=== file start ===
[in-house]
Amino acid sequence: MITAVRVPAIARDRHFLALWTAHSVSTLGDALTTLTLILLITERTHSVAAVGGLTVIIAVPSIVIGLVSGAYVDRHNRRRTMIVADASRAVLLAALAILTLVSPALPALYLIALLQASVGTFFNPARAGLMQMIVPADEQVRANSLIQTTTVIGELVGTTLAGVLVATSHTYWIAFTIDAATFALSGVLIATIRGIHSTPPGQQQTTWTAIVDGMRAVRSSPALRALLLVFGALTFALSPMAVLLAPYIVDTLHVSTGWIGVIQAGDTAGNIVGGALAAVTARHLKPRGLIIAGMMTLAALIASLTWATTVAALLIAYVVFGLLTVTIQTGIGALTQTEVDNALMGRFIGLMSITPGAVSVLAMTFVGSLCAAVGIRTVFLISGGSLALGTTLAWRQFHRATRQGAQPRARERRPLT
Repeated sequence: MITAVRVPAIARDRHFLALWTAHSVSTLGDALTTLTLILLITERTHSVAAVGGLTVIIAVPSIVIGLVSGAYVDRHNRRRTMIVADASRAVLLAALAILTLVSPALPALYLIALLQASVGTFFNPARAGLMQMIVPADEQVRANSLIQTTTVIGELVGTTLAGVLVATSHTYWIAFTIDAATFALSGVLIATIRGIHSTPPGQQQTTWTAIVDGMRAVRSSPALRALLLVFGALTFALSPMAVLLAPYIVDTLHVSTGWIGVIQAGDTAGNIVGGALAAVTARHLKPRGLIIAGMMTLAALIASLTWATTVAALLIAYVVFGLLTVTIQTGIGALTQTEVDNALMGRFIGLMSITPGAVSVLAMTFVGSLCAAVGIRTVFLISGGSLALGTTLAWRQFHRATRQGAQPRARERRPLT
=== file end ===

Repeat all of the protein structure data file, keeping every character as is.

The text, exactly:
[in-house]
Amino acid sequence: MITAVRVPAIARDRHFLALWTAHSVSTLGDALTTLTLILLITERTHSVAAVGGLTVIIAVPSIVIGLVSGAYVDRHNRRRTMIVADASRAVLLAALAILTLVSPALPALYLIALLQASVGTFFNPARAGLMQMIVPADEQVRANSLIQTTTVIGELVGTTLAGVLVATSHTYWIAFTIDAATFALSGVLIATIRGIHSTPPGQQQTTWTAIVDGMRAVRSSPALRALLLVFGALTFALSPMAVLLAPYIVDTLHVSTGWIGVIQAGDTAGNIVGGALAAVTARHLKPRGLIIAGMMTLAALIASLTWATTVAALLIAYVVFGLLTVTIQTGIGALTQTEVDNALMGRFIGLMSITPGAVSVLAMTFVGSLCAAVGIRTVFLISGGSLALGTTLAWRQFHRATRQGAQPRARERRPLT
Repeated sequence: MITAVRVPAIARDRHFLALWTAHSVSTLGDALTTLTLILLITERTHSVAAVGGLTVIIAVPSIVIGLVSGAYVDRHNRRRTMIVADASRAVLLAALAILTLVSPALPALYLIALLQASVGTFFNPARAGLMQMIVPADEQVRANSLIQTTTVIGELVGTTLAGVLVATSHTYWIAFTIDAATFALSGVLIATIRGIHSTPPGQQQTTWTAIVDGMRAVRSSPALRALLLVFGALTFALSPMAVLLAPYIVDTLHVSTGWIGVIQAGDTAGNIVGGALAAVTARHLKPRGLIIAGMMTLAALIASLTWATTVAALLIAYVVFGLLTVTIQTGIGALTQTEVDNALMGRFIGLMSITPGAVSVLAMTFVGSLCAAVGIRTVFLISGGSLALGTTLAWRQFHRATRQGAQPRARERRPLT